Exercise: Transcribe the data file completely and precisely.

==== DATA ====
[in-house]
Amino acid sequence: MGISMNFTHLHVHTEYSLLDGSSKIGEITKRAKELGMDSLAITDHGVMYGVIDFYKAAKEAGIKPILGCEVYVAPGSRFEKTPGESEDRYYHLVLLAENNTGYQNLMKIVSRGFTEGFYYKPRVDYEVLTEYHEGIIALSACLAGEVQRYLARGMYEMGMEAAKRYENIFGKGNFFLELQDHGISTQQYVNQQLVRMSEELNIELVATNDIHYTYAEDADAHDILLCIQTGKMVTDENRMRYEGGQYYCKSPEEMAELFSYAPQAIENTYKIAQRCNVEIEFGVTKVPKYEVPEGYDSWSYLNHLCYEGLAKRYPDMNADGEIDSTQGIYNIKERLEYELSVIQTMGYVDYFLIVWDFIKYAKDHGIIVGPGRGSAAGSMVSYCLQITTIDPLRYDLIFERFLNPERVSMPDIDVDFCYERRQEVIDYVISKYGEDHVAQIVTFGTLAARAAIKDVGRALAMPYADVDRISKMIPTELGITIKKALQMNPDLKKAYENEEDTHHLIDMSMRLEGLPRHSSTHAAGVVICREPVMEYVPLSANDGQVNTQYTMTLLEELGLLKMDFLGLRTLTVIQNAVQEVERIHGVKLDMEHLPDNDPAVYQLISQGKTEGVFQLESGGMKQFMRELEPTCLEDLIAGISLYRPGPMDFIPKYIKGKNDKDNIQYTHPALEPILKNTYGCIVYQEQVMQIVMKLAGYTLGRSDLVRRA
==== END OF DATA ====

[in-house]
Amino acid sequence: MGISMNFTHLHVHTEYSLLDGSSKIGEITKRAKELGMDSLAITDHGVMYGVIDFYKAAKEAGIKPILGCEVYVAPGSRFEKTPGESEDRYYHLVLLAENNTGYQNLMKIVSRGFTEGFYYKPRVDYEVLTEYHEGIIALSACLAGEVQRYLARGMYEMGMEAAKRYENIFGKGNFFLELQDHGISTQQYVNQQLVRMSEELNIELVATNDIHYTYAEDADAHDILLCIQTGKMVTDENRMRYEGGQYYCKSPEEMAELFSYAPQAIENTYKIAQRCNVEIEFGVTKVPKYEVPEGYDSWSYLNHLCYEGLAKRYPDMNADGEIDSTQGIYNIKERLEYELSVIQTMGYVDYFLIVWDFIKYAKDHGIIVGPGRGSAAGSMVSYCLQITTIDPLRYDLIFERFLNPERVSMPDIDVDFCYERRQEVIDYVISKYGEDHVAQIVTFGTLAARAAIKDVGRALAMPYADVDRISKMIPTELGITIKKALQMNPDLKKAYENEEDTHHLIDMSMRLEGLPRHSSTHAAGVVICREPVMEYVPLSANDGQVNTQYTMTLLEELGLLKMDFLGLRTLTVIQNAVQEVERIHGVKLDMEHLPDNDPAVYQLISQGKTEGVFQLESGGMKQFMRELEPTCLEDLIAGISLYRPGPMDFIPKYIKGKNDKDNIQYTHPALEPILKNTYGCIVYQEQVMQIVMKLAGYTLGRSDLVRRA